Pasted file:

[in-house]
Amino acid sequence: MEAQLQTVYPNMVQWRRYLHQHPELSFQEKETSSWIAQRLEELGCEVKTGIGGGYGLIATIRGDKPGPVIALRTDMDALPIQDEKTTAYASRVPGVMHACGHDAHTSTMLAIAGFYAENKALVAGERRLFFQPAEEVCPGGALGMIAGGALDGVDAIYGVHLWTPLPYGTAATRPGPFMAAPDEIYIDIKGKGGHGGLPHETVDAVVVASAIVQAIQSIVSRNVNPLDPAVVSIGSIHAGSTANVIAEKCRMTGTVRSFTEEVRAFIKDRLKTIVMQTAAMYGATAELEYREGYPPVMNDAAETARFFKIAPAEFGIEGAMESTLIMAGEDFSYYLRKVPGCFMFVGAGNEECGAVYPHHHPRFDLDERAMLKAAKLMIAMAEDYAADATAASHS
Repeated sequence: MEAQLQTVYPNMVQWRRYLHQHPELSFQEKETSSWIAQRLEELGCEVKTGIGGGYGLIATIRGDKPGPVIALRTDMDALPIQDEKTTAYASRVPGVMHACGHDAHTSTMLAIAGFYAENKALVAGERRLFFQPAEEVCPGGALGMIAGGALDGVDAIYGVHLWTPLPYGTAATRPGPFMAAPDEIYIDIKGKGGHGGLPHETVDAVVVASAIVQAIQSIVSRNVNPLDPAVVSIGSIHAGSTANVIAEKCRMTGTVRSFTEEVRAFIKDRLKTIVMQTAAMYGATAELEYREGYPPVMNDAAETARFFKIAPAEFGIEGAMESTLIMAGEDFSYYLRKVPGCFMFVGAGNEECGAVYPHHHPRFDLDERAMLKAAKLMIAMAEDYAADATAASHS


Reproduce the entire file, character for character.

[in-house]
Amino acid sequence: MEAQLQTVYPNMVQWRRYLHQHPELSFQEKETSSWIAQRLEELGCEVKTGIGGGYGLIATIRGDKPGPVIALRTDMDALPIQDEKTTAYASRVPGVMHACGHDAHTSTMLAIAGFYAENKALVAGERRLFFQPAEEVCPGGALGMIAGGALDGVDAIYGVHLWTPLPYGTAATRPGPFMAAPDEIYIDIKGKGGHGGLPHETVDAVVVASAIVQAIQSIVSRNVNPLDPAVVSIGSIHAGSTANVIAEKCRMTGTVRSFTEEVRAFIKDRLKTIVMQTAAMYGATAELEYREGYPPVMNDAAETARFFKIAPAEFGIEGAMESTLIMAGEDFSYYLRKVPGCFMFVGAGNEECGAVYPHHHPRFDLDERAMLKAAKLMIAMAEDYAADATAASHS
Repeated sequence: MEAQLQTVYPNMVQWRRYLHQHPELSFQEKETSSWIAQRLEELGCEVKTGIGGGYGLIATIRGDKPGPVIALRTDMDALPIQDEKTTAYASRVPGVMHACGHDAHTSTMLAIAGFYAENKALVAGERRLFFQPAEEVCPGGALGMIAGGALDGVDAIYGVHLWTPLPYGTAATRPGPFMAAPDEIYIDIKGKGGHGGLPHETVDAVVVASAIVQAIQSIVSRNVNPLDPAVVSIGSIHAGSTANVIAEKCRMTGTVRSFTEEVRAFIKDRLKTIVMQTAAMYGATAELEYREGYPPVMNDAAETARFFKIAPAEFGIEGAMESTLIMAGEDFSYYLRKVPGCFMFVGAGNEECGAVYPHHHPRFDLDERAMLKAAKLMIAMAEDYAADATAASHS